In April 2007, major patent legislation, the Patent Reform Act of 2007, was introduced to the House and Senate. The modifications to the patent system are the first in more than 50 years. It is widely believed that this legislation will be signed into law this year. The changes will address mounting patent infringement lawsuits, which have increased significantly over the past 10 years. Additionally, it focuses on the difficulty of ensuring accurate decisions by patent examiners. The controversial legislation has many critics and supporters.

Regardless of the view, there are many key factors to recognize and understand. Below is a summary of select portions of the proposed changes.

  • Conversion to First-to-File. Presently, the United States stands alone in granting priority for a patent to the first inventor as opposed to the first person to file a patent application. The Patent Reform Act proposes to convert the United States patent system to a first -to-file system. The proposed system would replace the interference proceedings under current law with derivation proceedings that would be used to resolve disputes when one applicant believes that another applicant derived his or her ideas from the other applicant's work.
  • Changes to Remedies for Infringement and Affirmative Defenses. The Patent Reform Act will affect infringement awards in three significant ways. First, it would require that any damage award reflect the economic value of the specific contribution of the patented invention over the prior art. Consideration of existing license arrangements would be bolstered in a court's determination of a reasonable royalty. Second, the act would minimize the negative incentives to a company for reviewing issued patents. Under the proposed act, willfulness would arise only where the infringer had been placed on specific notice of infringement by the patent owner or the infringer intentionally copied the patented invention with knowledge of the patent, or after having been found to infringe a patent an infringer began to infringe it again. Third, the act would establish a new defense of prior user rights that would be applicable to all patents. This defense would require that the accused infringer had commercially used the patented subject matter prior to the effective filing date of the patent.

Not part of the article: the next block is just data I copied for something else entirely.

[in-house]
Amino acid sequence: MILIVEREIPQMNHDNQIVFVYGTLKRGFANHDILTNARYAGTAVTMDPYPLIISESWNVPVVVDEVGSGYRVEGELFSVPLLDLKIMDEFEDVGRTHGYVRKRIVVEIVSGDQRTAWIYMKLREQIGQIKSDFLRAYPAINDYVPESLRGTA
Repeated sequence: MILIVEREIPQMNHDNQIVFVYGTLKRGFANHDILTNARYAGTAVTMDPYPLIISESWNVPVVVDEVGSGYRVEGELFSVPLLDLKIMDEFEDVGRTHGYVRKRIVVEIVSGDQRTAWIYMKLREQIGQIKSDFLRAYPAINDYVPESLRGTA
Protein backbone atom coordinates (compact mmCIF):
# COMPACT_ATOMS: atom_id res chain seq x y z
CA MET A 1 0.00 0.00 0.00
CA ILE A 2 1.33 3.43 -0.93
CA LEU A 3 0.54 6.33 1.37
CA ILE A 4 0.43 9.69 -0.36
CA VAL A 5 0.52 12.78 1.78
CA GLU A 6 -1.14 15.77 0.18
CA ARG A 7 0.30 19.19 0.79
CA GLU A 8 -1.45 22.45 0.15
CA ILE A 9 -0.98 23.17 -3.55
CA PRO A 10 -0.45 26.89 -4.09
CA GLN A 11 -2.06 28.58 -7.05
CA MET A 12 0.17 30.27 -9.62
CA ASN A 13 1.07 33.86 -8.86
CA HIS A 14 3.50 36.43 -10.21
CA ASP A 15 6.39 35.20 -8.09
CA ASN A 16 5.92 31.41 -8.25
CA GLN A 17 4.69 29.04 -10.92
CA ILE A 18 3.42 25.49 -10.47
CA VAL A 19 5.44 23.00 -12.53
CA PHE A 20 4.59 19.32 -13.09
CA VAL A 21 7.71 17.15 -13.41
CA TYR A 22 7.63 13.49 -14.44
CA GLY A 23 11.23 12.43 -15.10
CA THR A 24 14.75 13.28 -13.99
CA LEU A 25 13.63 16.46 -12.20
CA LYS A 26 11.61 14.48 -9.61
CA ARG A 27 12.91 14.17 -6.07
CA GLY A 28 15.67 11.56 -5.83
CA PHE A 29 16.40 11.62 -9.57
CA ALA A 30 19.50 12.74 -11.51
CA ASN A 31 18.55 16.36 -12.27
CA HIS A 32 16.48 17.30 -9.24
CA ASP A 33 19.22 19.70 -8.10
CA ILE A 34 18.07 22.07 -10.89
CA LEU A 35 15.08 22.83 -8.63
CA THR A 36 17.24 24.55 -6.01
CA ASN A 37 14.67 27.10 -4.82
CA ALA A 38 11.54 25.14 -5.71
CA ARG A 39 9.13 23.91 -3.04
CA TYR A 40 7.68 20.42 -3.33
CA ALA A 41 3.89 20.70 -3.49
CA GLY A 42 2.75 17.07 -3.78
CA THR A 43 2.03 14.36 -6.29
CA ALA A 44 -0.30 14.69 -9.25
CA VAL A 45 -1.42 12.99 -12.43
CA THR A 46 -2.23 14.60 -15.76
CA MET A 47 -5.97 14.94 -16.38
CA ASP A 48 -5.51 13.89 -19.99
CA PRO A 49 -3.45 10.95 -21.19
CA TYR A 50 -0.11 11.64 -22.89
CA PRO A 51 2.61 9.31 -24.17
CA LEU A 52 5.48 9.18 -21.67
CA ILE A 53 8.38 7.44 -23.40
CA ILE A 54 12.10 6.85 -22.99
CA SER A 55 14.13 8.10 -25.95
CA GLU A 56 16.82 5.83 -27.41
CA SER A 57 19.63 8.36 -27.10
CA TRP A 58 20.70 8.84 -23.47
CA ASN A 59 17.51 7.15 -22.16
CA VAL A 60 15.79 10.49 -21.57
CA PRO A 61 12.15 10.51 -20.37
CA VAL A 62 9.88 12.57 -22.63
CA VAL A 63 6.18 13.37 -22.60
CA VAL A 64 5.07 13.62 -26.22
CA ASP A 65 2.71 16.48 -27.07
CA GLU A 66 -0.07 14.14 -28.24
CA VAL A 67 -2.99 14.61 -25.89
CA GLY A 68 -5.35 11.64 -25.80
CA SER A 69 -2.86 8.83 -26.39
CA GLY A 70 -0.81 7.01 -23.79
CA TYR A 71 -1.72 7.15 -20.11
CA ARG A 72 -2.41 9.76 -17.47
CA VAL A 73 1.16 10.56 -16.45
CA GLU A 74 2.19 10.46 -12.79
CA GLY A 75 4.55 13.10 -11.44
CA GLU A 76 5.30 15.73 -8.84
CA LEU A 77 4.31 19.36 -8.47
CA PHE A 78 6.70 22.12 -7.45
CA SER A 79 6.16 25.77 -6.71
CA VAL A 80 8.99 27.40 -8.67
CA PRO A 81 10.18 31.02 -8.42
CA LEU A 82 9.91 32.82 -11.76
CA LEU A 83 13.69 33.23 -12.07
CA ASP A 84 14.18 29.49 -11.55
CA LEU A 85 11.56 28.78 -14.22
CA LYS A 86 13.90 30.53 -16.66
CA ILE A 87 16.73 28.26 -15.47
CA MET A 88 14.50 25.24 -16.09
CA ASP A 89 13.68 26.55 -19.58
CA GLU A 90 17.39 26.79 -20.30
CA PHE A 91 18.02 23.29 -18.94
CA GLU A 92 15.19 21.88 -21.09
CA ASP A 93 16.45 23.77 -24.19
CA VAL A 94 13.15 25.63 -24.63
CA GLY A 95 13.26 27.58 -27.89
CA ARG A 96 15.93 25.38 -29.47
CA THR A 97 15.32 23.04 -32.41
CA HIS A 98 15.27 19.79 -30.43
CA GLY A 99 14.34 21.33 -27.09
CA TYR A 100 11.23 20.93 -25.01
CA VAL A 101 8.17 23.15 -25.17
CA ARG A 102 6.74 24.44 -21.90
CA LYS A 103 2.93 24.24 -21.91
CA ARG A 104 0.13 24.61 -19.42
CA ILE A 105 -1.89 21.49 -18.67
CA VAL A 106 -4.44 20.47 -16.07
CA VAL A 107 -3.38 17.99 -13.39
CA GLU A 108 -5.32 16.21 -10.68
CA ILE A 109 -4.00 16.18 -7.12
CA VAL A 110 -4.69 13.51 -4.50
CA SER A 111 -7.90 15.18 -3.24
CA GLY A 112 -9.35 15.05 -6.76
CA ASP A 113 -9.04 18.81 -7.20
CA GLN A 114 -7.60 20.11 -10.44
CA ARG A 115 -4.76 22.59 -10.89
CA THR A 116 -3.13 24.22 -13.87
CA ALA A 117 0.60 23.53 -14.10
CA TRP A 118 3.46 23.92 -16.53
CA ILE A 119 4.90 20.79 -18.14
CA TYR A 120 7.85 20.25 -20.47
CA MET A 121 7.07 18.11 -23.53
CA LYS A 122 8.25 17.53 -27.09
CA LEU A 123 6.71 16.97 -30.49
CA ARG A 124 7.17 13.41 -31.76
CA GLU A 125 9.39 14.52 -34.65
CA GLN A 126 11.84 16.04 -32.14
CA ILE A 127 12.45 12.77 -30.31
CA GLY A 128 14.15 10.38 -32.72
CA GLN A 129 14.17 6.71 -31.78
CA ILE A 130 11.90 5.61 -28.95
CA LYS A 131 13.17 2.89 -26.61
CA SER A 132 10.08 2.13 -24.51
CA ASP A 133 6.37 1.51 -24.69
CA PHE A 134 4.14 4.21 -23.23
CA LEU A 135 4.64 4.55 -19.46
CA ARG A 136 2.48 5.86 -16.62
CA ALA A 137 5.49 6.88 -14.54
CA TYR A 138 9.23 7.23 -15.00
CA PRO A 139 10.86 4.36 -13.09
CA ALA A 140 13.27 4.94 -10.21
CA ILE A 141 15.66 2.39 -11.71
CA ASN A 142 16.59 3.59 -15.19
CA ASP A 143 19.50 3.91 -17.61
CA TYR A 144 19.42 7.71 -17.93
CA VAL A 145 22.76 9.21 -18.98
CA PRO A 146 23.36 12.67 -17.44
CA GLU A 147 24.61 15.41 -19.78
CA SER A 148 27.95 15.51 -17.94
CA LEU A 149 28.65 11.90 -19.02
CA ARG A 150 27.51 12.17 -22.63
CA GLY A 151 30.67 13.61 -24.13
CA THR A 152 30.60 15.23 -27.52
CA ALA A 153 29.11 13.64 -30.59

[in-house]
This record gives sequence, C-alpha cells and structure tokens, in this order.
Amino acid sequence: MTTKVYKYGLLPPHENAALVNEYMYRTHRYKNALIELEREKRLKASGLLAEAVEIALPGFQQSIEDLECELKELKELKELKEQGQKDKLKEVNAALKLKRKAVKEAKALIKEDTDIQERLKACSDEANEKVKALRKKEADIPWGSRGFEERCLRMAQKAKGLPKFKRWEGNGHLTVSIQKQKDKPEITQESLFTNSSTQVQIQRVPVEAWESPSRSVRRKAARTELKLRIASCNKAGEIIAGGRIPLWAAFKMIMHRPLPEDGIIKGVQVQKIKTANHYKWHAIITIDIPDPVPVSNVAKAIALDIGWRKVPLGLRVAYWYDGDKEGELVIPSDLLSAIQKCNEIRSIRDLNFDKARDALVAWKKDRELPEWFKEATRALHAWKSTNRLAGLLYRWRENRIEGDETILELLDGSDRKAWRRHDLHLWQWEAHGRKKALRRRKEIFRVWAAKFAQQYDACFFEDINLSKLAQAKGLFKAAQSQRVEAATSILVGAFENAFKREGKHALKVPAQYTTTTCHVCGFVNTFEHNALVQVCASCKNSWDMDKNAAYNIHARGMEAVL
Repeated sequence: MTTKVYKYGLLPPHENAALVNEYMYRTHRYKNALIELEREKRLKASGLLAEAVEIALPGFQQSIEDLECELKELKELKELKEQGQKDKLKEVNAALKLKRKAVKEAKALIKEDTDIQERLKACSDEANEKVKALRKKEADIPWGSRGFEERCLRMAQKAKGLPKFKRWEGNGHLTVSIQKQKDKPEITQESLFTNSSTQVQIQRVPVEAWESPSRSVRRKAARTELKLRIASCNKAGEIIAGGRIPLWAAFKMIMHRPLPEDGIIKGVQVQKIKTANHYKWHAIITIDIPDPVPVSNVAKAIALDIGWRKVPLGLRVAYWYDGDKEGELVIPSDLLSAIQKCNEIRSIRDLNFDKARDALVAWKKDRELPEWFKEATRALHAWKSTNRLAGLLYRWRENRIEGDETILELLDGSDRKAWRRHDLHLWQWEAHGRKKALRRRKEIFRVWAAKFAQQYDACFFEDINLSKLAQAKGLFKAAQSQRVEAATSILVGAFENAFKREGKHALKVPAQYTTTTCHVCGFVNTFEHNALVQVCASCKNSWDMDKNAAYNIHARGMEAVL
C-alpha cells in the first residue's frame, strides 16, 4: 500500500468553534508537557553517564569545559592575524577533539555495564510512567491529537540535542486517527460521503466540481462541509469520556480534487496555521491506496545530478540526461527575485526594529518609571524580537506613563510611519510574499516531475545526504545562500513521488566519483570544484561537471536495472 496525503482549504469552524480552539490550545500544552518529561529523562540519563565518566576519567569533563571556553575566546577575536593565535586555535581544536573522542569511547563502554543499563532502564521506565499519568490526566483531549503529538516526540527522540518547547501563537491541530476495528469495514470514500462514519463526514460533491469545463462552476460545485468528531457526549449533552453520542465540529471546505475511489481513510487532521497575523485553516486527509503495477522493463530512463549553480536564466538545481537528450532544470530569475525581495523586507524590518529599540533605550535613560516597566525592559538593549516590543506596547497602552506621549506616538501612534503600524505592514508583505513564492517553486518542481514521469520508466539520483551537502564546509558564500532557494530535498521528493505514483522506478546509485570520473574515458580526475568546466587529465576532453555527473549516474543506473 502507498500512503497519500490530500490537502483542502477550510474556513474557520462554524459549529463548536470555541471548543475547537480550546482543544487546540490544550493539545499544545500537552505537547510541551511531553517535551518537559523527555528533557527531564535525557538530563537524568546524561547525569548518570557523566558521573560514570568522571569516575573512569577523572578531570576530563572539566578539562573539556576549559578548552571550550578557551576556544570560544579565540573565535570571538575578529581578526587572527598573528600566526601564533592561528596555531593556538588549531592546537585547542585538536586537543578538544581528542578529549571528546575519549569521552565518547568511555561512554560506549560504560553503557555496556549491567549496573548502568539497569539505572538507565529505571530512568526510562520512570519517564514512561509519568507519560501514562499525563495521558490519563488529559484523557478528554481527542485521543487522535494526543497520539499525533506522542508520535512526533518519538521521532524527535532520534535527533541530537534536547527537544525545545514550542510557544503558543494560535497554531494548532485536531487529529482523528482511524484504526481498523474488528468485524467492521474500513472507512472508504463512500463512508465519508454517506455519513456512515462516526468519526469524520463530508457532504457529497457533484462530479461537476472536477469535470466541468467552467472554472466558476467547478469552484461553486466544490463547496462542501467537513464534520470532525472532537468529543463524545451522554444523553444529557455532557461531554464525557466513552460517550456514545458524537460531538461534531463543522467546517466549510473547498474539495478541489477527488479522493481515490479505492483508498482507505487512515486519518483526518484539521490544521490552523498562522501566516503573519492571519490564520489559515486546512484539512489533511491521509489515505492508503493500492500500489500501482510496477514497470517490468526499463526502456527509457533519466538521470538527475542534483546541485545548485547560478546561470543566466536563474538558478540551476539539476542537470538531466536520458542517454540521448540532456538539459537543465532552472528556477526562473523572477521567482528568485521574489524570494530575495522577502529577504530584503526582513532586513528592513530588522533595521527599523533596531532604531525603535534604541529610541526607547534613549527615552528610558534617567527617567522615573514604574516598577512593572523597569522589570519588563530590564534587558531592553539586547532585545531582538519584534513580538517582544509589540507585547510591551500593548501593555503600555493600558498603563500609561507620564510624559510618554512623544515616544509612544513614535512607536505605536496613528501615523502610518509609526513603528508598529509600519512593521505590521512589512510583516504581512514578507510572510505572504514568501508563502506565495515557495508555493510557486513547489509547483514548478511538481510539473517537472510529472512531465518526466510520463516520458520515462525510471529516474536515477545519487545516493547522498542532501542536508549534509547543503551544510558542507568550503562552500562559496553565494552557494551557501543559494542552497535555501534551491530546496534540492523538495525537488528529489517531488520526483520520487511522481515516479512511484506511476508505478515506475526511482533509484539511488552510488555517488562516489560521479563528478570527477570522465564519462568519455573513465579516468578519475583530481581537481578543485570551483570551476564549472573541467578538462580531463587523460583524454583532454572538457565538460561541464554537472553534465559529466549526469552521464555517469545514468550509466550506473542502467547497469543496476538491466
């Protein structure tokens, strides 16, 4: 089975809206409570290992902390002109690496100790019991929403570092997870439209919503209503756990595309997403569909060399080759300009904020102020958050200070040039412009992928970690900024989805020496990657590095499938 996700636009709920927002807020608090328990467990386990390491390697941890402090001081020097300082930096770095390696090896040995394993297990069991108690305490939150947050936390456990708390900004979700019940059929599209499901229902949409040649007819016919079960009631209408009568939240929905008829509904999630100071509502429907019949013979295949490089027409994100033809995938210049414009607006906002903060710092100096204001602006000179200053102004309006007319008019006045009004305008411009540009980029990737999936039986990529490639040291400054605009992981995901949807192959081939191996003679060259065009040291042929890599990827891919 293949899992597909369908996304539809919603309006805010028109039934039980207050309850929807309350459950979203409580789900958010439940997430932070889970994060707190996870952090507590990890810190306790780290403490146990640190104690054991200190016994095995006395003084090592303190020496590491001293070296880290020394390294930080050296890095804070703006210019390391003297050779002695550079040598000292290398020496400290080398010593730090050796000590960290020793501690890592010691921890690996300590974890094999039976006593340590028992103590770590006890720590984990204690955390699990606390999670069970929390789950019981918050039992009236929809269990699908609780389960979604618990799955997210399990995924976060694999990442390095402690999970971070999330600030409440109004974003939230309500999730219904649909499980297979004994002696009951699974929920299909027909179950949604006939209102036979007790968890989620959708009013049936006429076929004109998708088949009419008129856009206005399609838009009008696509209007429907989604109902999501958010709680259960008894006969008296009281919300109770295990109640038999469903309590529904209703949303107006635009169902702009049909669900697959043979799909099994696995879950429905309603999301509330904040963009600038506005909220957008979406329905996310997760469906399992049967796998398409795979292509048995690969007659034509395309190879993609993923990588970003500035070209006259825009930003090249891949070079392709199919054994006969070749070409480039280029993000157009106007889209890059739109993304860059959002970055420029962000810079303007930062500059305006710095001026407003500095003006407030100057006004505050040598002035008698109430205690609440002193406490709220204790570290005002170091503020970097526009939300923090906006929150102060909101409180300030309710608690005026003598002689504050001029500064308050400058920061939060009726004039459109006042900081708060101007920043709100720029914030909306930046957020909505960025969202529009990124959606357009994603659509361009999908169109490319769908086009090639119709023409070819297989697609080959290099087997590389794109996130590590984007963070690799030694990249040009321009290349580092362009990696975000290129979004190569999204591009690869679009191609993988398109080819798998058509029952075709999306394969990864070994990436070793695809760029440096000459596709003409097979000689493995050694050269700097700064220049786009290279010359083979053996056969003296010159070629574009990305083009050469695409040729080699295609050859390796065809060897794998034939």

• Institution of a Post-Grant Review Procedure. Under current United States patent law, once a patent issues, the only way a third party can challenge the patent is to institute a reexamination based on publications or become engaged in litigation. The Patent Reform Act would add a new mechanism whereby the general public could challenge the validity of a patent in a first one-year window or anytime during pendency of the patent, if the challenger could establish that the continued existence of the patent would create significant economic harm to the challenger or if the challenger had received notice from the patent owner alleging infringement.
  • Submissions of Prior Art by Third Parties During Prosecution. Current United States law provides that all patent applications are maintained in confidence, however, applications become public 18 months after filing if the applicant is seeking patent protection outside the United States. The new act would make all applications public18 months after the filing date and would provide a mechanism by which the general public can submit prior art to the Patent Office that affects the patentability of the invention under review.
  • Venue and Jurisdiction. In order to minimize the impact of forum shopping, the new act would restrict the venue of patent infringement cases to those jurisdictions in which either party resided (i.e., in its state of incorporation or where it has a principal place of business) or in which an act of infringement had occurred and the accused infringer had a regular place of business. In addition, the new act would permit appellate review of trial court patent claim constructions prior to a trial on the merits on the patent infringement claim in order to ensure that the claim construction used at trial was appropriate.

The provisions of the Patent Reform Act are under legislative review. It is likely that some modifications will be made to some or all of the key provisions set forth above. Buchanan Ingersoll & Rooney will monitor the progress of the legislation and provide updates when appropriate.

Our Intellectual Property and Government Relations attorneys and professionals are actively monitoring and tracking the Patent Reform Act of 2007 and will continue to educate and alert clients when needed.

If you would like additional information on Buchanan Ingersoll & Rooney, please visit our website at www.buchananingersoll.com or email us at ipadvisory@bipc.com.